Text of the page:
A wise man once proclaimed that you should do unto others as you’d have them do unto your steak. He may have lifted that golden rule from a different wise man, but it’s best not to sweat the details, especially when you’ll soon be spending so much time outside sweating over expertly lit charcoal.
Bottom line is, there are certain rules you should follow if you want to improve your grilling. To learn them, we asked some of the best pitmasters and chefs in the country to share the maxims that have guided their own journey through the valley of deep darkness into a blissful mountaintop of medium rare meats.
Timothy DeLaGhetto and David So Light Up Houston's Hops n' Hot Sauce Festival
Fear neither salt nor fat
"Several days prior to grilling any beef, I'll salt it and put it on a drying rack in the fridge for at least 24 hours. This draws the moisture out and really aids in creating a great crust. Then I'll brush the meat with melted tallow. Using rendered beef fat in place of butter makes a ton of sense, and it's cheap and easy to get from any butcher or grocer." -- Trey Bell, LaRue Elm, (Greensboro, North Carolina)
Tread lightly with sauce
"Save the sauce! Barbecue sauce is best served on the side as a condiment. If you put it on the meat over a hot fire it'll burn easily, and nobody likes that." -- Ray Lampe, aka Dr. BBQ (Saint Petersburg, Florida)
Don’t char or burn your glaze
“A common mistake is to put your sauce or glaze on your meat too early in the process; but make yourself wait! Saucing too early can lead to the sugar cooking too fast, which burns or chars the sauce on your chicken, wings, or steak. It results in an overcooked outside, but an undercooked inside." -- Leonard Botello IV, pitmaster and owner of Truth BBQ (Brenham and Houston, Texas)
Think beyond the grate
“Grill vegetables like corn, tomatoes, onions, bell peppxers, jalapeno peppers, or sweet potatoes directly on your coals. Choose firm red-white coals for best results.” -- Adrian Davila, Davila’s BBQ (Seguin, Texas)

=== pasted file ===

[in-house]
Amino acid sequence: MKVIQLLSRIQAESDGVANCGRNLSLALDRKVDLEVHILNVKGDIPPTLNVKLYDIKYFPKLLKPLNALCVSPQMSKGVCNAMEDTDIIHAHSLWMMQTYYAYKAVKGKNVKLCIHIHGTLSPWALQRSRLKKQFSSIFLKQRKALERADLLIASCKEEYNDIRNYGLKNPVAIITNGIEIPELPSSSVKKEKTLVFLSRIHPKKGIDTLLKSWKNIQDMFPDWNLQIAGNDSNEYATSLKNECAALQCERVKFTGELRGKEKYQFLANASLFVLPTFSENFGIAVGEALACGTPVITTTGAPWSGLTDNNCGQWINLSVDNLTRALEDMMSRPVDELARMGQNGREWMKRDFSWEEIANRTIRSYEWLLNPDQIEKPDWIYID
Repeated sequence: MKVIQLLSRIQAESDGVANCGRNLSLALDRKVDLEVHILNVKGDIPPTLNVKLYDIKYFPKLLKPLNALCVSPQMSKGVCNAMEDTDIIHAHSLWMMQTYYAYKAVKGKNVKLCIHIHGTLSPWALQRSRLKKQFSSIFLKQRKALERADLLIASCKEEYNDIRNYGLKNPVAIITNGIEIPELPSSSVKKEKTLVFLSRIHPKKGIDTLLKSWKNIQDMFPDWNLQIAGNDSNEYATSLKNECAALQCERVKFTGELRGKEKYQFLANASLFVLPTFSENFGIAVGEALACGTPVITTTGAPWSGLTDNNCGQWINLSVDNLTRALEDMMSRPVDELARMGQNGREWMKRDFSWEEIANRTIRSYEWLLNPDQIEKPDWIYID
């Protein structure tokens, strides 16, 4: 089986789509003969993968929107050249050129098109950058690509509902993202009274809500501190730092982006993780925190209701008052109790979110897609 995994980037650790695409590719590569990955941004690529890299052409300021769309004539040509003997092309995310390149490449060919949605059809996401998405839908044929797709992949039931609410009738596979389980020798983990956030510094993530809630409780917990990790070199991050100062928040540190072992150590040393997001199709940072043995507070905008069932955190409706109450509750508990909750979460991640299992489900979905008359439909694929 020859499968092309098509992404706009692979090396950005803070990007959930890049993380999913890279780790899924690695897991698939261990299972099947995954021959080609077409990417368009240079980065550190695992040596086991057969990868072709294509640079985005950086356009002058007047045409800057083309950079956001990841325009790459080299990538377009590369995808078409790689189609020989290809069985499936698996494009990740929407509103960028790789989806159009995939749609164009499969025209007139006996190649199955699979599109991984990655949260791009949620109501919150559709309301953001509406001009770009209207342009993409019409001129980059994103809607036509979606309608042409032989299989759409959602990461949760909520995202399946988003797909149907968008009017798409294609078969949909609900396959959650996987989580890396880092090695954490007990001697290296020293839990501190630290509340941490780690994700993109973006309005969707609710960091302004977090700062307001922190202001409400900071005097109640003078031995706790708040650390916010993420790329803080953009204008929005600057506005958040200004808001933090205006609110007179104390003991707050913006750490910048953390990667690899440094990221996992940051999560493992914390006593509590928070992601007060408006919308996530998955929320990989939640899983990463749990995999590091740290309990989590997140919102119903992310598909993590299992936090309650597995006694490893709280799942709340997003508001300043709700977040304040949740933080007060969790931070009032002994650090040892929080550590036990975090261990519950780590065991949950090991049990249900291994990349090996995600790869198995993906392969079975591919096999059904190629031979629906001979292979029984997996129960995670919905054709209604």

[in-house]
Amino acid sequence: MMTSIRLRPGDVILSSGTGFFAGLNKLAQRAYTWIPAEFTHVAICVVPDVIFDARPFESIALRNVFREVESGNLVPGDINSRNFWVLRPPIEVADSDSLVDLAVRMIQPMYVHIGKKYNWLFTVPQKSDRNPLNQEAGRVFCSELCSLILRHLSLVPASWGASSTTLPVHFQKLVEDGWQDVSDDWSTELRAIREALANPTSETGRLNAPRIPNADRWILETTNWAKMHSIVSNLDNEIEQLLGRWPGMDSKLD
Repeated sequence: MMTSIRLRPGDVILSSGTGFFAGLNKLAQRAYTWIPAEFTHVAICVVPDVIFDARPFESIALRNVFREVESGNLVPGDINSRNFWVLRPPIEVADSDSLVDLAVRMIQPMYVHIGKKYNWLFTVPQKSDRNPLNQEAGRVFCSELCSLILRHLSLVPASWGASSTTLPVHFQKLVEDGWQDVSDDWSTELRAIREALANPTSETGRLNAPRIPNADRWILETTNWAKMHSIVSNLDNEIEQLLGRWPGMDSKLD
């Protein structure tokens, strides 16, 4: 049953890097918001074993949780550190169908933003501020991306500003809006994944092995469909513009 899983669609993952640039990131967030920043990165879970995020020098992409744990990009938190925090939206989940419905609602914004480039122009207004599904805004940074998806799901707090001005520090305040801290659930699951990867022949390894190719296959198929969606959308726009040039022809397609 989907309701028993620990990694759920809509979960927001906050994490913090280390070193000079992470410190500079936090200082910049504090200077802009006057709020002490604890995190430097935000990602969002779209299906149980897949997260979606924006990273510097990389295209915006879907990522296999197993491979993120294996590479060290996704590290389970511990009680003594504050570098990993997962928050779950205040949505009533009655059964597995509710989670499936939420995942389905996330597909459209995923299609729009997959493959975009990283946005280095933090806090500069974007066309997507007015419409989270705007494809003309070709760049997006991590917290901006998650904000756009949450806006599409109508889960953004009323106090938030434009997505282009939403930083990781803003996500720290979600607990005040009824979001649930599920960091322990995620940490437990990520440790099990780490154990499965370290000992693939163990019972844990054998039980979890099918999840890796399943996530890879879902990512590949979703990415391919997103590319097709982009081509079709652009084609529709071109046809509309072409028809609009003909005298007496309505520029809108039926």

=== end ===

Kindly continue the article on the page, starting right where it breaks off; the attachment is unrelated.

"Of all the methods of cooking, grilling is easily the one with the most back-seat drivers. Just like too many cooks in the kitchen, too many bros around a fire can be the undoing of your ember-kissed edibles. Not much is worse than trying to get in the zone, only to have Biff from accounting instruct you on the proper methods of burger-flipping. My line is this: 'I'll handle this. That way it's only my fault if it sucks.' You have to take control! Get a wing-person to distract gawkers and back-seat grillers away from your food foundry. Have the wing-person deliver the toasty treats to a place away from the grill. I'm not saying you have to be antisocial. Once the cooking is done, bask in the praises of those you have fed." -- Justin Warner, author of The Laws of Cooking: And How to Break Them, host ofChef Shock (Brooklyn, New York)
Stay away from lighter fluid, unless you like the taste
"Chimney starters are always preferred over lighter fluid -- they make for a cleaner cook." -- Takuya "Tako" Matsumoto, Kemuri Tatsu-ya, (Austin, Texas)
Indirect heat is thy friend
"I like to put all the coals on one side of the grill. Skin-on chicken thighs are my favorite, and I like to roast them on the complete opposite side of the grill where there's no flame. The indirect heat slow roasts them and makes the skin really crispy." -- Chris Shepherd, chef/owner of Underbelly, One Fifth, Hay Merchant (Houston, Texas)